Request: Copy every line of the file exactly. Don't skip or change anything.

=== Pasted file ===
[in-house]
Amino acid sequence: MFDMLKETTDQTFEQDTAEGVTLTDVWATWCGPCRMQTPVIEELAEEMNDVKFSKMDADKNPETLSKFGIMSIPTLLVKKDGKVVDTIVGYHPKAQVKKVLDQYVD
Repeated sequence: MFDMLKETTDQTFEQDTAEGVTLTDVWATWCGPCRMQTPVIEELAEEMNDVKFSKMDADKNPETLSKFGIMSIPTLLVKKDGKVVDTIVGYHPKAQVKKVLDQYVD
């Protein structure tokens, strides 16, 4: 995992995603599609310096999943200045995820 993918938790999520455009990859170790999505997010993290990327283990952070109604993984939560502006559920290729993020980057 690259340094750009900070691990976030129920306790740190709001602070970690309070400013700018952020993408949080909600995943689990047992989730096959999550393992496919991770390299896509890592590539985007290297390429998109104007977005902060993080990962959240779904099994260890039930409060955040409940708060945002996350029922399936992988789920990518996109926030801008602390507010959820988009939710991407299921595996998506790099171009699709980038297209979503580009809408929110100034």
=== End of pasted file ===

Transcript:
[in-house]
Amino acid sequence: MFDMLKETTDQTFEQDTAEGVTLTDVWATWCGPCRMQTPVIEELAEEMNDVKFSKMDADKNPETLSKFGIMSIPTLLVKKDGKVVDTIVGYHPKAQVKKVLDQYVD
Repeated sequence: MFDMLKETTDQTFEQDTAEGVTLTDVWATWCGPCRMQTPVIEELAEEMNDVKFSKMDADKNPETLSKFGIMSIPTLLVKKDGKVVDTIVGYHPKAQVKKVLDQYVD
């Protein structure tokens, strides 16, 4: 995992995603599609310096999943200045995820 993918938790999520455009990859170790999505997010993290990327283990952070109604993984939560502006559920290729993020980057 690259340094750009900070691990976030129920306790740190709001602070970690309070400013700018952020993408949080909600995943689990047992989730096959999550393992496919991770390299896509890592590539985007290297390429998109104007977005902060993080990962959240779904099994260890039930409060955040409940708060945002996350029922399936992988789920990518996109926030801008602390507010959820988009939710991407299921595996998506790099171009699709980038297209979503580009809408929110100034």